- Pages 1-12: Correlation plots of the TF activity (weighted mean differences, x-axis) from the ATAC-Seq for all TF and the log2 fold−changes of the corresponding TF genes from the RNA−seq data (y-axis). Each TF is a point, the size of the point reflects the normalized base mean of the TF gene according to the RNA-Seq data. In addition, the glm regression line is shown, colored by the classification. The correlation plots are shown for different classification stringencies

activator: R=0.9/0.77, p−value 0.000032/0.0029

(Pearson/Spearman, stringency: 0.1)

starting from the most stringent, 0.001, to 0.01, 0.05, 0.1 and finally the least stringent 0.2

- Pages 1-12: Correlation plots of the TF activity (weighted mean differences, x-axis) from the ATAC-Seq for all TF and the log2 fold−changes of the corresponding TF genes from the RNA−seq data (y-axis). Each TF is a point, the size of the point reflects the normalized base mean of the TF gene according to the RNA-Seq data. In addition, the *glm* regression line is shown, colored by the classification. The correlation plots are shown for different classification stringencies. The title also gives the correlation value for both Pearson and Spearman correlation as well as the corresponding p-values along with the classification stringency

- Page 13-14: Regular (13) and MA plot based shrunken log2 fold-changes (14) of the RNA-Seq counts based on the ``DESeq2`` analysis. Both show the log2 fold changes attributable to a given variable over the mean of normalized counts for all samples, while the latter removes the noise associated with log2 fold changes from low count genes without requiring arbitrary filtering thresholds. Points are colored red if the adjusted p-value is less than 0.1. Points which fall out of the window are plotted as open triangles pointing either up or down. For more information, see `here <http://bioconductor.org/packages/devel/bioc/vignettes/DESeq2/inst/doc/DESeq2.html#ma-plot>`__.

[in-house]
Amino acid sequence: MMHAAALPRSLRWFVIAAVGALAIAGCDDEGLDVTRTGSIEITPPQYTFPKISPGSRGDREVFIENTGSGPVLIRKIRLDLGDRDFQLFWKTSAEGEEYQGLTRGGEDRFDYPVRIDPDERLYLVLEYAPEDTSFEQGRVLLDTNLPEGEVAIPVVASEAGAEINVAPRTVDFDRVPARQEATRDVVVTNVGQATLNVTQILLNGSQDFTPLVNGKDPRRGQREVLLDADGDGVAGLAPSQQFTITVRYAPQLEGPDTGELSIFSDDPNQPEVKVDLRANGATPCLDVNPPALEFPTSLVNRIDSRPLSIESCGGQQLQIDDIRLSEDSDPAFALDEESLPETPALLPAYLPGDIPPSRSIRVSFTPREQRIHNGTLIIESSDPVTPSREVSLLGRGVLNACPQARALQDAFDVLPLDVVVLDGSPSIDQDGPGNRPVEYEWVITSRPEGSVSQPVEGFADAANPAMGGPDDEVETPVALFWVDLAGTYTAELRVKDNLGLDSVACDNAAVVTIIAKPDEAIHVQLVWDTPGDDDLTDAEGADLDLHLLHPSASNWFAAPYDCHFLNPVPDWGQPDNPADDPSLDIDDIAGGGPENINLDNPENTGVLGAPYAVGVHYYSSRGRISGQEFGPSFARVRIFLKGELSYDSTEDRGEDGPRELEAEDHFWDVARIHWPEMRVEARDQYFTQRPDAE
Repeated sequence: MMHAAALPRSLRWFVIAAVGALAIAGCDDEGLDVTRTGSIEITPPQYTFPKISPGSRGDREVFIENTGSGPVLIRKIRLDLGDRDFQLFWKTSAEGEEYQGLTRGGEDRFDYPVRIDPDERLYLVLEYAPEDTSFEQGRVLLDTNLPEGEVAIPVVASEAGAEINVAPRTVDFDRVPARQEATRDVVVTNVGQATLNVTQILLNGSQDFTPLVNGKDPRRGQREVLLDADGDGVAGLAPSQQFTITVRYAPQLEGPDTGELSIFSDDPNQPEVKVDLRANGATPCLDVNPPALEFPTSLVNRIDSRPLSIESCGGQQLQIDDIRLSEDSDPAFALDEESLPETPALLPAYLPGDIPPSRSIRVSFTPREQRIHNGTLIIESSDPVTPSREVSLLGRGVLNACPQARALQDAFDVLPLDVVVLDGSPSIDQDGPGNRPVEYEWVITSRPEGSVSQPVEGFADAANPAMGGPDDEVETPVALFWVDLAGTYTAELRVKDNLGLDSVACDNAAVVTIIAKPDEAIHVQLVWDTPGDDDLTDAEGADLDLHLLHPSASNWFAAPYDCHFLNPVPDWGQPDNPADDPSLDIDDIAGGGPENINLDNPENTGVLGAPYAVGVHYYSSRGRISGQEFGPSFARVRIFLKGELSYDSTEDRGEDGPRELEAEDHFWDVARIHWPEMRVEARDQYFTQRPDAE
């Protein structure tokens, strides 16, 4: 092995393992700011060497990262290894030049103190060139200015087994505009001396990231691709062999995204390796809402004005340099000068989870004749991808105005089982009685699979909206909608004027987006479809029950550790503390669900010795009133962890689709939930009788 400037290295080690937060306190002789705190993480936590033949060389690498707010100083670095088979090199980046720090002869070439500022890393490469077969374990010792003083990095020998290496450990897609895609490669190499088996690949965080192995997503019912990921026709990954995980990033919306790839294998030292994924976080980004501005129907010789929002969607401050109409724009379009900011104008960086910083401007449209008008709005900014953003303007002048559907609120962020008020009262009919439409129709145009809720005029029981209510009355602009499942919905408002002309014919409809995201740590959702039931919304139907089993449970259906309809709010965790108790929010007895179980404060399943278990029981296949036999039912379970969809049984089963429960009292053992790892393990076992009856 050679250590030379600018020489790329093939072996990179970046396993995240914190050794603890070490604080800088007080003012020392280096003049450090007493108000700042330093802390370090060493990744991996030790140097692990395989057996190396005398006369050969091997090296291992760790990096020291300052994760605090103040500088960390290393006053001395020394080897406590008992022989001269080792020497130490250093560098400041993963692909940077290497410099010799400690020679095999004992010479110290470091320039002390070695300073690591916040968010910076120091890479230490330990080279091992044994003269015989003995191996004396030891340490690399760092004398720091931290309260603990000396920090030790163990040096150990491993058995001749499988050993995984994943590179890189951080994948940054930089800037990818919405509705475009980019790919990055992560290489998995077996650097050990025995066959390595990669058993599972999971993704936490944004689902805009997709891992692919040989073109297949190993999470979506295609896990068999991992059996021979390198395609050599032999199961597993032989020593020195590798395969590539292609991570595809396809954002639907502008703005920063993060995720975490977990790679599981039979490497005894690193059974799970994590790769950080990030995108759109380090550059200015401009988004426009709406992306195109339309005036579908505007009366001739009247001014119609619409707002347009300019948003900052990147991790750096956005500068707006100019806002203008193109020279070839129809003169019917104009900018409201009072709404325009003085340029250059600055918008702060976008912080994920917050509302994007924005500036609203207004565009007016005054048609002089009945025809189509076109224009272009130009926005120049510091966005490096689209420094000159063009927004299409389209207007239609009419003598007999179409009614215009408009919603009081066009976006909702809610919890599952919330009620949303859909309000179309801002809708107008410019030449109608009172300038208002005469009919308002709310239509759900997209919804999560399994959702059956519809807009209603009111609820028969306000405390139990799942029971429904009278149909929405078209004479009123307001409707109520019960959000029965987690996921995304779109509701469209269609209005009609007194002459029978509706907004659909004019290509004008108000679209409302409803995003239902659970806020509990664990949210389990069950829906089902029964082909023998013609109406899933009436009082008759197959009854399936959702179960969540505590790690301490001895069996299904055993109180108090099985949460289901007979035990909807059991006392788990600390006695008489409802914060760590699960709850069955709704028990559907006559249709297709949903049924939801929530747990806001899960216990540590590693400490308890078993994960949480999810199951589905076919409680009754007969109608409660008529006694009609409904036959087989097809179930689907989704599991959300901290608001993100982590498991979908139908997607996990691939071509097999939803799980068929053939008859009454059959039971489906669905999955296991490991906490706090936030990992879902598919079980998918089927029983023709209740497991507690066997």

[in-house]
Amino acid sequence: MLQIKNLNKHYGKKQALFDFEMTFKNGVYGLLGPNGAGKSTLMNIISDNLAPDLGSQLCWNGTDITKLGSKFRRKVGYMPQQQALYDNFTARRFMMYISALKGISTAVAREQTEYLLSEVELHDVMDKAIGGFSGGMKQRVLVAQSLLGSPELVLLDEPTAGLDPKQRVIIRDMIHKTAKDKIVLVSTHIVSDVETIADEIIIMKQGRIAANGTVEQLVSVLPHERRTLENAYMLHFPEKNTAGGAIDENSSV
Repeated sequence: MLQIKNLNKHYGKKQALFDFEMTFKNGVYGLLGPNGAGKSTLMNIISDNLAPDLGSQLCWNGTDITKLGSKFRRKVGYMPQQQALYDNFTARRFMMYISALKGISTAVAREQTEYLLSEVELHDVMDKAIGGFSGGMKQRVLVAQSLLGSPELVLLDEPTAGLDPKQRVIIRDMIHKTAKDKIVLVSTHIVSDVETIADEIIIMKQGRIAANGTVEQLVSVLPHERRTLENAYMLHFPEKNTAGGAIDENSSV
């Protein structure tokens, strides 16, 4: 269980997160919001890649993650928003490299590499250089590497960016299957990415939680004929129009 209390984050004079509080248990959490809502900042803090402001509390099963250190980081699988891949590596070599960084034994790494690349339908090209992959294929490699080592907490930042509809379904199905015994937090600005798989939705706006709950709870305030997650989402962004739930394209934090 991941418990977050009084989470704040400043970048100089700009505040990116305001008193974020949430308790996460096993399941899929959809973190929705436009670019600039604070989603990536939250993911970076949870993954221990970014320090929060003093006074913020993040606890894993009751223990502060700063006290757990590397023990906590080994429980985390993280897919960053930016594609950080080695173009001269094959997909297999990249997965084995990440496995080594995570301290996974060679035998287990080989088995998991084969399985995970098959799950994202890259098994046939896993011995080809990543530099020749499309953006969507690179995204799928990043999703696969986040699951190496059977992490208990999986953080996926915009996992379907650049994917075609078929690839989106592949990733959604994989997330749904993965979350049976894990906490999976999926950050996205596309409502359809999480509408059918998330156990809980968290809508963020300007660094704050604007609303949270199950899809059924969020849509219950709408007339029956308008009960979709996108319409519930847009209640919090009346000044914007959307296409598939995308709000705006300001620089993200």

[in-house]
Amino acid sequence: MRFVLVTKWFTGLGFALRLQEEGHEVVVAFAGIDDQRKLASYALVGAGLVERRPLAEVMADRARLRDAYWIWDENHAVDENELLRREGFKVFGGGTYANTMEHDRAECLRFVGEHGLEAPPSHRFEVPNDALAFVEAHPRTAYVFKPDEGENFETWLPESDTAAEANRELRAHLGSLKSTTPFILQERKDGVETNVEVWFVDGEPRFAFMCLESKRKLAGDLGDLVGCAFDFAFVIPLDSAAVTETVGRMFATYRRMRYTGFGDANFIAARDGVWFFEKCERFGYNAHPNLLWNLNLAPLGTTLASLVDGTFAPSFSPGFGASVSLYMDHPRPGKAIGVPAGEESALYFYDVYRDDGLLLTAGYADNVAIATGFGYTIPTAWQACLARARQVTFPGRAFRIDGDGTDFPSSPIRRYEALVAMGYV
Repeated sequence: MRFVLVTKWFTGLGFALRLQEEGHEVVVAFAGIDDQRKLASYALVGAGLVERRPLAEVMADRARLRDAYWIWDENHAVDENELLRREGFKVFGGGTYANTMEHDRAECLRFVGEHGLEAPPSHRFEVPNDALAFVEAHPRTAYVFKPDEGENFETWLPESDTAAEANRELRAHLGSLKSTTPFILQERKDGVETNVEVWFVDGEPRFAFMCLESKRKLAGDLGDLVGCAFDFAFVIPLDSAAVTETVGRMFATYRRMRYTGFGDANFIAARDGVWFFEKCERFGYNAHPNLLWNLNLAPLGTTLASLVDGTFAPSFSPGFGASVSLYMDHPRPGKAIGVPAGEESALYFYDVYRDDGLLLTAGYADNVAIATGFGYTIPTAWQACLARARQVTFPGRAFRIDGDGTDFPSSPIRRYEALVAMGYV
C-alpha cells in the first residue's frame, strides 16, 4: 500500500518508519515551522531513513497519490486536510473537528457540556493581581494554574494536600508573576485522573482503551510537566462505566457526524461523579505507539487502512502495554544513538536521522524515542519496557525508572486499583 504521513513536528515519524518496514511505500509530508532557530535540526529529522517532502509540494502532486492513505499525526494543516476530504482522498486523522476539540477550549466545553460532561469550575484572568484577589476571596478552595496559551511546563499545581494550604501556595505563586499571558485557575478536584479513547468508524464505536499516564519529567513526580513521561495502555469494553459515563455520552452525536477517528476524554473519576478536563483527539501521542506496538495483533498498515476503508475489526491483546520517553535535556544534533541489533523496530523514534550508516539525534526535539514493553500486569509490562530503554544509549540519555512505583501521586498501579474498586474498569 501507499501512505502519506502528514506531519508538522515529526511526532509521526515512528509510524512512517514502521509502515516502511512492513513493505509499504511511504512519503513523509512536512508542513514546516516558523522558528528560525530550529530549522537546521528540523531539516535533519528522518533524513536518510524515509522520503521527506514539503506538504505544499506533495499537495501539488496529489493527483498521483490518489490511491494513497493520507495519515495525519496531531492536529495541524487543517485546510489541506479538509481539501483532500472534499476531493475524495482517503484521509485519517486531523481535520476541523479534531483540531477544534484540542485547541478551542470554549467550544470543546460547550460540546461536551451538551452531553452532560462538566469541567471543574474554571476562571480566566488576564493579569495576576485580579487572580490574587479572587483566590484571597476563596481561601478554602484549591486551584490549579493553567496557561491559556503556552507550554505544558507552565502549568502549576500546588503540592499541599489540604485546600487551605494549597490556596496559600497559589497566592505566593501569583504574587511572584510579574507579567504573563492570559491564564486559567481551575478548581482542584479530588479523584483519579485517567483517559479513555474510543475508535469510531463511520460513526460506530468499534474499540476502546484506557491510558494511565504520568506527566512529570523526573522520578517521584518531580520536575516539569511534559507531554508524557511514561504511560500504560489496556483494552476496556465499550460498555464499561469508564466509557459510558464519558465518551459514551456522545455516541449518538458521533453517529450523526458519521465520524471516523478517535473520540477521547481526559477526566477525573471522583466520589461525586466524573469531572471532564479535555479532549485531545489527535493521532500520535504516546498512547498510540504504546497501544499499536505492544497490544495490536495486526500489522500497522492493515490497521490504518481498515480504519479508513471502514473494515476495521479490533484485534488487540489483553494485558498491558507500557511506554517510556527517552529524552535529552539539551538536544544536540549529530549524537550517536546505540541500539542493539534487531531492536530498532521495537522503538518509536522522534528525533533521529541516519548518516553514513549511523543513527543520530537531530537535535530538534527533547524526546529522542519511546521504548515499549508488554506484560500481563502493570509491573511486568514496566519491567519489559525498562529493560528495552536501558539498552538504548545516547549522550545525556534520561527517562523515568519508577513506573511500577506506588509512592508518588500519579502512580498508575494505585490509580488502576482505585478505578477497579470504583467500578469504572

- Pages 15-18: Densities of non−normalized (15) and normalized (16) mean log counts for the different samples of the RNA-Seq data, as well their respective empircal cummulative distribution functions (ECDF, pages 17 and 18 for non−normalized and normalized mean log counts, respectively). Since most of the genes are (heavily) affected by the experimental conditions, a successful normalization will lead to overlapping densities. The ECDFs can be thought of as integrals of the densities and give the probability of observing a certain number of counts equal to x or less given the data. For more information, see `here <https://www.huber.embl.de/users/klaus/Teaching/DESeq2Predoc2014.html/>`__.

- Page 19: Mean SD plot (row standard deviations versus row means)

- Page 20-end: Density plots for the TFs bla

- Page 20-end: Density plots for each TF, with one TF per page. The density plot shows the foreground (red, labeled as *Motif*) comprising of the log2 fold-changes of all predicted TF binding sites (TFBS, see title) for the particular TF only, while the background (gray, labeled as *Non-Motif*) shows the log2 fold-changes of all predicted TF binding sites for all other TF.

For the other plots, already documented? To further assess systematic differences between the samples, we can also plot pairwise mean–average plots: We plot the average of the log–transformed counts vs the fold change per gene for each of the sample pairs.